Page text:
# Homework Help: Corrector for the Ehrenfets equation

1. Jun 27, 2014

### carllacan

1. The problem statement, all variables and given/known data

The potential V(x) in the equation
$m\frac{d^2}{dt^2}=-\left \langle \frac{d\hat{V}}{dx} \right \rangle$
changes very slowly for the typical wavelength wavefunction. Calculate the lowest corrector for the classical equation of motion.

2. Relevant equations
The Ehrenfest Theorem
$m\frac{d^2}{dt^2}=-\left \langle \frac{d\hat{V}}{dx} \right \rangle$

3. The attempt at a solution
I don't understand the question. I can't find in any book a mention of a corrector for the Ehrenfest equation. And what does it mean with the wavelentgh of the wavefunction?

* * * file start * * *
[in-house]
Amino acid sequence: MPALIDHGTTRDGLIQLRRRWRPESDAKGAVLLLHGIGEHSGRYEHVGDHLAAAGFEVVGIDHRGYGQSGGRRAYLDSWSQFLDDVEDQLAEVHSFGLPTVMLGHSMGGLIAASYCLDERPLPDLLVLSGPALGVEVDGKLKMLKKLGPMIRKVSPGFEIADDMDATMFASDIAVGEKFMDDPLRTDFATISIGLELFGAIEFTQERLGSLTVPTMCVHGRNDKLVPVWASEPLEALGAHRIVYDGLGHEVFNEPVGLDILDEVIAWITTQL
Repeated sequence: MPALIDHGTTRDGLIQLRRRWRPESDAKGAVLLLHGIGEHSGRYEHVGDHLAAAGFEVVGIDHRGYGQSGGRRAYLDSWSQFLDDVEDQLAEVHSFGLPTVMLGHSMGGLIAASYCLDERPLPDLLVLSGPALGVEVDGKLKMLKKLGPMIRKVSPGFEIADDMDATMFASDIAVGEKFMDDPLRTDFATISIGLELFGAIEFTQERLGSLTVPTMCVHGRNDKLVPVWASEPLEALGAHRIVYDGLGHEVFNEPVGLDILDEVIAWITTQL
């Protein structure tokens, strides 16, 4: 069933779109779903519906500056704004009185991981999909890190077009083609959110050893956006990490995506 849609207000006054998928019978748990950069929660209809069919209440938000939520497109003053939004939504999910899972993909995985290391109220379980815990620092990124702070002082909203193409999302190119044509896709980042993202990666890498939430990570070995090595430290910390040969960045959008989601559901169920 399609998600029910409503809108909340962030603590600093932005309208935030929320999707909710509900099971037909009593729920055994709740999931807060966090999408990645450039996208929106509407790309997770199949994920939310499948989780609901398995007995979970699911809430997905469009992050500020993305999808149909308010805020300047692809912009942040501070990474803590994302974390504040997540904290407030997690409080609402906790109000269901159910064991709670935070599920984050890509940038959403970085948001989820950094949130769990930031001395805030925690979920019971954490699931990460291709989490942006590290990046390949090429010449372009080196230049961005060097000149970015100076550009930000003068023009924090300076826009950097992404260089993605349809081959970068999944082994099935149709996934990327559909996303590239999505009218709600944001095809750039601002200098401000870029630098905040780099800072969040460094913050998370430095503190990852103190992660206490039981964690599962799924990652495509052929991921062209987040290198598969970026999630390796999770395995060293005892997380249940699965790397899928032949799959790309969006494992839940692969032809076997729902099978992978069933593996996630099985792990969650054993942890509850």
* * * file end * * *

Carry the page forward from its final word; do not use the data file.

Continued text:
2. Jun 27, 2014

### BvU

Funny, your only relevant equation is also a given in this exercise. My (very old ) QM book has ${d\over dt}<{\bf p}> = -\int \Psi^* (\nabla V)\Psi\, d\tau = -<\nabla V> = <{\bf F}>$as Ehrenfest's theorem; with the comment: "this is simply Newton's law, but now for expectation values".

Must say my book is easier to understand for me than your rendering of he exercise: $m\frac{d^2}{dt^2}\,$ looks like an operator to me, not an expectation value like $-\left \langle \frac{d\hat{V}}{dx} \right \rangle\,$.

So I am on your side in "not understanding the question". I need some reassurance this really is exactly how the exercise was formulated....

This link, by prof. Fitzpatrick, Texas university Austin, sides with Eugen Merzbacher. It makes me think a <x> fell by the wayside somewhere....

Wavelength of the wave function generally has a $\hbar$ in it somewhere, making the wavelength real small compared to change in V.